Previously on Midlife Crisis Crossover: we guided you through our seven-day trip through Ohio, upstate New York, and Pennsylvania in fifty episodes —- July 7-13, 2018. It all comes down to this, per our tradition for every MCC road trip maxiseries: one final collection of alternate scenes, extra details, and surplus attractions along the way that were squeezed out of the main narrative. Enjoy!
Each year our family has indulged in our own special Super Bowl tradition: while the rest of the world is watching football and swapping snacks and beers with best friends and chatting about The Sports, we have dinner at a fancy restaurant. Between 6 p.m. and 10 p.m., anyplace without a large-screen TV is usually empty and totally ours for the taking.
Usually we’ll try someplace we’ve never been elsewhere in town, but this year we stuck to Indianapolis’ west side and head up the road to Rick’s Cafe Boatyard, where my son and I hadn’t been in many, many years. Once known as Rick’s Café Americain Restaurant, it’s located on the shore of sometimes scenic Eagle Creek Reservoir. Over half their menu is seafood, but they also offer chicken specialties, artisan pizzas, and fancy sandwiches to pacify any fish-haters or tag-along allergic diners.
As expected, only a few other families were on the premises. For lack of competing tables, service was speedy and friendly. We did our best to ignore the half-dozen TVs hanging from the ceiling and threatening to keep us in the loop on a sport none of us follows. We did catch a glimpse of Gladys Knight singing the National Anthem, but otherwise focused on fun conversation and mostly fine food.
Previously on Midlife Crisis Crossover: we guided you through our seven-day trip through Ohio, upstate New York, and Pennsylvania in fifty episodes —- July 7-13, 2018, with stops along the way at nine museums or museum-like historical structures. Here in our penultimate chapter we present a selection of additional exhibits from those museums. Their fascinating exhibits could’ve kept us going for several more chapters albeit with increasingly diminishing returns. I tried to be choosy when curating the previous chapters, so the following gallery represents the honorable mentions, some of which were perhaps unfairly cut. Enjoy!
The last day. The final hours. The way home.
Pittsburgh to Indianapolis is a six-hour drive. Two detours for Presidential burial sites in Ohio made six feel like twenty.
Our Presidential body count so far on this vacation:
- Rutherford B. Hayes, in the verdant park behind his lavish museum in Fremont, OH
- Millard Fillmore, in the same well-kept Buffalo cemetery as several Famous Names in Black History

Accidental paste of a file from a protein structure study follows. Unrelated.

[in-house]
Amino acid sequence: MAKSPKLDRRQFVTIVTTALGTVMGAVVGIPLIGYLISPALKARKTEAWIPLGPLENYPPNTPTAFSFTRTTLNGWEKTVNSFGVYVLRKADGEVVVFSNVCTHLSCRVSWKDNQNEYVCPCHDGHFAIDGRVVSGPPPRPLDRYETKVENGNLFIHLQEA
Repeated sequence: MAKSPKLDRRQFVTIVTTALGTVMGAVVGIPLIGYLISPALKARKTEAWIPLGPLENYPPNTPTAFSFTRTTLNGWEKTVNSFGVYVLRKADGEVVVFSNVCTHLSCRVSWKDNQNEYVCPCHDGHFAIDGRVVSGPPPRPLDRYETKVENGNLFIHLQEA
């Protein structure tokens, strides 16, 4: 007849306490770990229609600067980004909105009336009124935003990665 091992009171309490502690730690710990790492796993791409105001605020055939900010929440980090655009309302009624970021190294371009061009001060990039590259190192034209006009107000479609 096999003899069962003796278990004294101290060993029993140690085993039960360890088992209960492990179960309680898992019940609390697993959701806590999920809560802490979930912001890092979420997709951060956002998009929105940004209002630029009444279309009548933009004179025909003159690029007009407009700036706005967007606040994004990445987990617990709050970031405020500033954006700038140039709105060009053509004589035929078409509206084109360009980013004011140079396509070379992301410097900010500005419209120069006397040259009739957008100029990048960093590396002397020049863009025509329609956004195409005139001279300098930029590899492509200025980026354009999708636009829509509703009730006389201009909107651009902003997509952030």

- Chester Arthur, in a dusty corner plot in Albany
- Martin Van Buren, in an ancient burial ground a mile from his Dutch home church in Kinderhook, NY
- Franklin Delano Roosevelt, on the grounds of Hyde Park
- Grover Cleveland, alongside his fellow presidents of Princeton University
- James Buchanan, alone on a hill in Lancaster, PA
- William McKinley, under a seven-story dome in Canton, OH
…and now, two hours from the William McKinley Memorial and 3½ hours from home, we wended our way through a maze of lazy country highways and one construction detour to reach the final American President on our week-long tour. We had not saved the best for last.
Previously on Midlife Crisis Crossover: my wife Anne and I are big fans of geek/comic/entertainment conventions. Sometimes we shell out for photo ops with actors from our favorite movies and TV shows. If they’re amenable and don’t mind taking posing suggestions from a pair of eccentric fortysomethings shaped like two lumpy bags of potatoes, our favorite theme is jazz hands. We’re not dancers and we’ve only attended two Broadway shows so far, but we love the idea of sharing a moment of unbridled joie de vivre with anyone who’s game. We can’t remember which of us had the idea first, though the inspiration surely came from a few different possible sources we share. So it’s our thing now.
We previously compiled collections of our first three years of jazz-hands photos (including one that was once used in Wizard World Chicago advertising materials), followed by a complete roundup of our 2017, the year we attended way too many cons for our own good. We didn’t expect 2018 to resemble 2017, but in tallying up the results it struck me that we had a pretty decent — and, if I may say, jazzy — year after all.
After the way our past two months have gone off the rails, we’re confident 2019 will be dramatically scaled back whether we like it or not. While we’re working on finding ways to make austerity measures entertaining, please enjoy the following clipfest starring a plethora of talented folks who have impressed us in movies or on TV who were willing to play along with all that jazz.